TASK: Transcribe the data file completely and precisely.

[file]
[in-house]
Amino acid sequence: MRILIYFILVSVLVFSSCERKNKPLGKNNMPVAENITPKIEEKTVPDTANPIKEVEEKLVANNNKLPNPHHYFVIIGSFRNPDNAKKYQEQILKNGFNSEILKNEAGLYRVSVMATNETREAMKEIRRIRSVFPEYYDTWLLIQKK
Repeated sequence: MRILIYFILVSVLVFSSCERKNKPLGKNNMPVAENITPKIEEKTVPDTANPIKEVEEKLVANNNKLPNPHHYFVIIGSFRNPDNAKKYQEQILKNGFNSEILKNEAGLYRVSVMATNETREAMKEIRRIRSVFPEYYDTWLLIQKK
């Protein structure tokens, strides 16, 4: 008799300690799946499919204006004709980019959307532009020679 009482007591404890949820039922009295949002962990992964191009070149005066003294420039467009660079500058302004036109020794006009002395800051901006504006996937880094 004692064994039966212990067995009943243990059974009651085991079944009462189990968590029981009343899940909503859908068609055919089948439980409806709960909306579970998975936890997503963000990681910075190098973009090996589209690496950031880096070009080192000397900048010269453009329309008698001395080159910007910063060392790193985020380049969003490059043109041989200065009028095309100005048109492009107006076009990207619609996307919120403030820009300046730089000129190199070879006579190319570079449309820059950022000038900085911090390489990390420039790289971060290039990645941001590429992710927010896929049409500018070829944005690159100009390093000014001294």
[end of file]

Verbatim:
[in-house]
Amino acid sequence: MRILIYFILVSVLVFSSCERKNKPLGKNNMPVAENITPKIEEKTVPDTANPIKEVEEKLVANNNKLPNPHHYFVIIGSFRNPDNAKKYQEQILKNGFNSEILKNEAGLYRVSVMATNETREAMKEIRRIRSVFPEYYDTWLLIQKK
Repeated sequence: MRILIYFILVSVLVFSSCERKNKPLGKNNMPVAENITPKIEEKTVPDTANPIKEVEEKLVANNNKLPNPHHYFVIIGSFRNPDNAKKYQEQILKNGFNSEILKNEAGLYRVSVMATNETREAMKEIRRIRSVFPEYYDTWLLIQKK
């Protein structure tokens, strides 16, 4: 008799300690799946499919204006004709980019959307532009020679 009482007591404890949820039922009295949002962990992964191009070149005066003294420039467009660079500058302004036109020794006009002395800051901006504006996937880094 004692064994039966212990067995009943243990059974009651085991079944009462189990968590029981009343899940909503859908068609055919089948439980409806709960909306579970998975936890997503963000990681910075190098973009090996589209690496950031880096070009080192000397900048010269453009329309008698001395080159910007910063060392790193985020380049969003490059043109041989200065009028095309100005048109492009107006076009990207619609996307919120403030820009300046730089000129190199070879006579190319570079449309820059950022000038900085911090390489990390420039790289971060290039990645941001590429992710927010896929049409500018070829944005690159100009390093000014001294």